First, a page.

- Open Access
Immature rat seminal vesicles show histomorphological and ultrastructural alterations following treatment with kisspeptin-10
Reproductive Biology and Endocrinology volume 10, Article number: 18 (2012)
Degenerative effects of critical regulators of reproduction, the kisspeptin peptides, on cellular aspects of sexually immature male gonads are known but similar information on accessory sex glands remain elusive.
Prepubertal laboratory rats were injected kisspeptin-10 at three different dosage concentrations (10 pg, 1 ng and 1 microgram) for a period of continuous 12 days at the rate of two doses per day. Control rats were maintained in parallel. The day following the end of the experimental period, seminal vesicles were removed and processed for light and electron microscopic examination using the standard methods. DNA damage was estimated by DNA ladder assay and DNA fragmentation assay.
The results demonstrated cellular degeneration. Epithelial cell height of seminal vesicles decreased significantly at all doses (P < 0.05). Marked decrease in epithelial folds was readily noticeable, while the lumen was dilated. Ultrastructural changes were characterized by dilatation of endoplasmic reticulum and Golgi complex, heterochromatization of nuclei, invagination of nuclear membranes and a decreased number of secretory granules. Percent DNA damage to the seminal vesicle was 19.54 +/- 1.98, 38.06 +/- 2.09 and 58.18 +/- 2.59 at 10 pg, 1 ng and 1 microgram doses respectively.
The study reveals that continuous administration of kisspeptin does not lead to an early maturation but instead severe degeneration of sexually immature seminal vesicles.
In 1999, Lee and colleagues discovered in the rat a novel G protein-coupled receptor, the GPR54. The GPR54 gene encodes a G protein-coupled receptor . It was later shown to mediate the actions of a unique family of KiSS-1 derived endogenous ligands known as kisspeptins. The KiSS-1 gene encodes a 145-amino acid peptide that is cleaved into an amidated C-terminal 54 amino acid product, kisspeptin or metastin. Shorter fragments of kisspeptin-54, the kisspeptin-14, kisspeptin-13, and kisspeptin-10, also bind to GPR54. Kisspeptin-54 was originally identified as metastasis suppresser peptide from malignant melanoma cells that had been suppressed for metastatic potential by the introduction of human chromosome 6, hence named metastin [2–4]. In 2003 two independent groups showed that dysfunctional or deletional mutations in the gene encoding the G protein-coupled receptor, GPR54, cause hypogonadotropic hypogonadism, a condition characterized by absent or delayed pubertal development in humans and mice [5, 6].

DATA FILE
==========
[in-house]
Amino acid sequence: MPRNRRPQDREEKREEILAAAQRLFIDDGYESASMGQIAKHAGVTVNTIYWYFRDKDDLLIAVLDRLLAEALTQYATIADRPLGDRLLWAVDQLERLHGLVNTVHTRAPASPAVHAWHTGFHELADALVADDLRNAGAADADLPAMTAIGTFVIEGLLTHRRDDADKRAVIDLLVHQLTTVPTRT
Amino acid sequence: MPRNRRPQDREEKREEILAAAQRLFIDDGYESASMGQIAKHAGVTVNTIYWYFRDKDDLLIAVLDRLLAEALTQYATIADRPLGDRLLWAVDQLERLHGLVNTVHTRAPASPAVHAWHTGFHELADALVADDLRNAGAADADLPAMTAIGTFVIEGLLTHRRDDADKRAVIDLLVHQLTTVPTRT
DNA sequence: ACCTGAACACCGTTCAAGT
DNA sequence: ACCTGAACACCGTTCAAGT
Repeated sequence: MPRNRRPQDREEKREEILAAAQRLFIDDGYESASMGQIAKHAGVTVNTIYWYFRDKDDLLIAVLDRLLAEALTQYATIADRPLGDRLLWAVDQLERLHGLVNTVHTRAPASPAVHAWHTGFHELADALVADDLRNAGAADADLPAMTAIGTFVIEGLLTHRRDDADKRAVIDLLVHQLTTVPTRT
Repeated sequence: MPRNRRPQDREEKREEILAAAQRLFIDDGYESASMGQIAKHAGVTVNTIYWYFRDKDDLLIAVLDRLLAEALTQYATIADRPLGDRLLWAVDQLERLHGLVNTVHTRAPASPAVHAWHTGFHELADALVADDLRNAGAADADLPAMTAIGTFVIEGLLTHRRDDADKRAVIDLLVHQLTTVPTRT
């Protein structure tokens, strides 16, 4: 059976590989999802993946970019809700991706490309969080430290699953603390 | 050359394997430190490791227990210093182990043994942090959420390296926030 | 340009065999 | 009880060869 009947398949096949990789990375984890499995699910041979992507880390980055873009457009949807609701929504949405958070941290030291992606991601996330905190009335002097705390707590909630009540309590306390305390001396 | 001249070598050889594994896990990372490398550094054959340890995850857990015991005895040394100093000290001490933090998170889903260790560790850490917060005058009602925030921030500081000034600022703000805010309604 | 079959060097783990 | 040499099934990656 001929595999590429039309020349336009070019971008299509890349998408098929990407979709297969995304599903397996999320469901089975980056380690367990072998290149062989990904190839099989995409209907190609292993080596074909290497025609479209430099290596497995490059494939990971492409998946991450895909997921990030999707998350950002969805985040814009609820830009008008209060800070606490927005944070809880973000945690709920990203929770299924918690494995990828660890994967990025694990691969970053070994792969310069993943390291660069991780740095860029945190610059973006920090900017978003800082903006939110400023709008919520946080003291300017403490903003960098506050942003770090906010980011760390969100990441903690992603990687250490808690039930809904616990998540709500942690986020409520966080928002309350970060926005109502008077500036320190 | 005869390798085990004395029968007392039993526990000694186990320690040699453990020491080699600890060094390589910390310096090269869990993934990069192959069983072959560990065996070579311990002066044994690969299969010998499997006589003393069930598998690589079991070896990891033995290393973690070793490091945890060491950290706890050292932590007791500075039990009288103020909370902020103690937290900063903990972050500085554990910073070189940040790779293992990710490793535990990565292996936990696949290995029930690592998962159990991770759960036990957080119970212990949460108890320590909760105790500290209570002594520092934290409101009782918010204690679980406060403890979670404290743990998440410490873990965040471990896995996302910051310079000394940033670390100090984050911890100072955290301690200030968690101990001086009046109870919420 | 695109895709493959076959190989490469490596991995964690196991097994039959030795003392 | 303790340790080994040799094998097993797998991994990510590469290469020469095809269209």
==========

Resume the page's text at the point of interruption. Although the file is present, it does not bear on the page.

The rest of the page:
Kisspeptin secreting neurons are found in the arcuate nucleus (Arc), the periventricular nucleus (PeN), and the anteroventral periventricular nucleus (AVPV) in mice [7–9]. Expression of both KiSS-1 and GPR54 mRNA is regulated developmentally as well as hormonally, with a sharp increase at prepubertal age in both male and female rats, changes throughout the estrous cycle in adult females, and increases after gonadectomy that is prevented by sex steroid replacement in both males and females [10, 11]. Kisspeptin potently release LH in mice and rats, in both males and females, and in prepubertal, pubertal, and adult rats, as well as in juvenile agonadal male monkeys [7, 10, 12, 13].
When kisspeptin acts at the level of the hypothalamus to increase GnRH secretion, it produces an increase in LH release from the pituitary. However, some studies suggest that kisspeptin may also act at the level of the pituitary to evoke LH secretion through a direct action on the gonadotropes . The presence of a functional kisspeptin receptor in the pituitary, combined with the finding that kisspeptin is released in ovine hypophyseal portal blood, suggests kisspeptin action at the level of the pituitary to modulate gonadotropin secretion .
After an initial stimulation, a continuous (chronic) exposure of the pituitary to GnRH (or agonists) eventually causes suppression of gonadotropin secretion  through down-regulation and desensitization of the GnRH receptors [17–20]. Continuous delivery of exogenous kisspeptin appears to desensitize Kiss1r, resulting in decreased LH secretion in agonadal juvenile and adult male monkeys and testicular degeneration in adult male rats [21–23]. In contrast, repeated peripheral injections of kisspeptin elicit unrestrained LH pulses in male rats and monkeys [24, 25], implying that the efficacy of kisspeptin to drive LH secretion depends on its pulsatile nature.